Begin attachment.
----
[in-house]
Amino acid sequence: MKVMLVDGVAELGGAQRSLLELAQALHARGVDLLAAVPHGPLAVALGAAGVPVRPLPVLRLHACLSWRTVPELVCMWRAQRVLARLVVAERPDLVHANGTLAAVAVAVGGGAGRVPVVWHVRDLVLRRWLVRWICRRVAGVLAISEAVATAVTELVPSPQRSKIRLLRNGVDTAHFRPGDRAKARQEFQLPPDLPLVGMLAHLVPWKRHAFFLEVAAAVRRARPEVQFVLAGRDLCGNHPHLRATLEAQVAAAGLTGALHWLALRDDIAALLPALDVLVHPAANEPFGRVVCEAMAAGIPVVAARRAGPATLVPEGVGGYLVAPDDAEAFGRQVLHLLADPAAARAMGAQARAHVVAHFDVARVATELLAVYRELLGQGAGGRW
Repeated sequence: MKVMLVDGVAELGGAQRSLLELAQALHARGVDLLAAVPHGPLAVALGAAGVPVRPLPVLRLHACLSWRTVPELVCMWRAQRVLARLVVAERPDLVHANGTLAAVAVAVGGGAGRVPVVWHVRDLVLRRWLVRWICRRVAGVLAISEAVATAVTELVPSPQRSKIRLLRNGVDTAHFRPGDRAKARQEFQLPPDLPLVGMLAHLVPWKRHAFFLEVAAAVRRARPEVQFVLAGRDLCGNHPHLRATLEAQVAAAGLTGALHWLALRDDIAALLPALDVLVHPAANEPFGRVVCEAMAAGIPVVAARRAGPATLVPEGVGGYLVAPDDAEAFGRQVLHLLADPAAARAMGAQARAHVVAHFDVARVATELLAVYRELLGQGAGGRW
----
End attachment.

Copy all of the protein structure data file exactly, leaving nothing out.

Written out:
[in-house]
Amino acid sequence: MKVMLVDGVAELGGAQRSLLELAQALHARGVDLLAAVPHGPLAVALGAAGVPVRPLPVLRLHACLSWRTVPELVCMWRAQRVLARLVVAERPDLVHANGTLAAVAVAVGGGAGRVPVVWHVRDLVLRRWLVRWICRRVAGVLAISEAVATAVTELVPSPQRSKIRLLRNGVDTAHFRPGDRAKARQEFQLPPDLPLVGMLAHLVPWKRHAFFLEVAAAVRRARPEVQFVLAGRDLCGNHPHLRATLEAQVAAAGLTGALHWLALRDDIAALLPALDVLVHPAANEPFGRVVCEAMAAGIPVVAARRAGPATLVPEGVGGYLVAPDDAEAFGRQVLHLLADPAAARAMGAQARAHVVAHFDVARVATELLAVYRELLGQGAGGRW
Repeated sequence: MKVMLVDGVAELGGAQRSLLELAQALHARGVDLLAAVPHGPLAVALGAAGVPVRPLPVLRLHACLSWRTVPELVCMWRAQRVLARLVVAERPDLVHANGTLAAVAVAVGGGAGRVPVVWHVRDLVLRRWLVRWICRRVAGVLAISEAVATAVTELVPSPQRSKIRLLRNGVDTAHFRPGDRAKARQEFQLPPDLPLVGMLAHLVPWKRHAFFLEVAAAVRRARPEVQFVLAGRDLCGNHPHLRATLEAQVAAAGLTGALHWLALRDDIAALLPALDVLVHPAANEPFGRVVCEAMAAGIPVVAARRAGPATLVPEGVGGYLVAPDDAEAFGRQVLHLLADPAAARAMGAQARAHVVAHFDVARVATELLAVYRELLGQGAGGRW